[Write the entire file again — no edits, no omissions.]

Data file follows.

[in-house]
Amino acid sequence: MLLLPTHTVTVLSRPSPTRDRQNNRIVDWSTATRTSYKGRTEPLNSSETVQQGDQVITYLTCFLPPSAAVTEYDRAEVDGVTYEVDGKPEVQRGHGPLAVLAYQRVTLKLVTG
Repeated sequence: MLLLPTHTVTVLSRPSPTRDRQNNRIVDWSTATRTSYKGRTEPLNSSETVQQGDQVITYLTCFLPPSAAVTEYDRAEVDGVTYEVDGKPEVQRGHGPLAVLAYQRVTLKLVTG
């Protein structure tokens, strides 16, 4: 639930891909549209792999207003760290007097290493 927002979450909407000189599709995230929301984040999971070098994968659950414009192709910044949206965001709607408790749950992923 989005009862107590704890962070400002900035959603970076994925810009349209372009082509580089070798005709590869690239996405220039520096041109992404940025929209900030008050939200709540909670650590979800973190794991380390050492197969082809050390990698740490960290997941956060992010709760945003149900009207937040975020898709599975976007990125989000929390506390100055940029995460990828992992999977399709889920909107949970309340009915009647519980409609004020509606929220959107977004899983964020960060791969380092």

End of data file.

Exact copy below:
[in-house]
Amino acid sequence: MLLLPTHTVTVLSRPSPTRDRQNNRIVDWSTATRTSYKGRTEPLNSSETVQQGDQVITYLTCFLPPSAAVTEYDRAEVDGVTYEVDGKPEVQRGHGPLAVLAYQRVTLKLVTG
Repeated sequence: MLLLPTHTVTVLSRPSPTRDRQNNRIVDWSTATRTSYKGRTEPLNSSETVQQGDQVITYLTCFLPPSAAVTEYDRAEVDGVTYEVDGKPEVQRGHGPLAVLAYQRVTLKLVTG
């Protein structure tokens, strides 16, 4: 639930891909549209792999207003760290007097290493 927002979450909407000189599709995230929301984040999971070098994968659950414009192709910044949206965001709607408790749950992923 989005009862107590704890962070400002900035959603970076994925810009349209372009082509580089070798005709590869690239996405220039520096041109992404940025929209900030008050939200709540909670650590979800973190794991380390050492197969082809050390990698740490960290997941956060992010709760945003149900009207937040975020898709599975976007990125989000929390506390100055940029995460990828992992999977399709889920909107949970309340009915009647519980409609004020509606929220959107977004899983964020960060791969380092």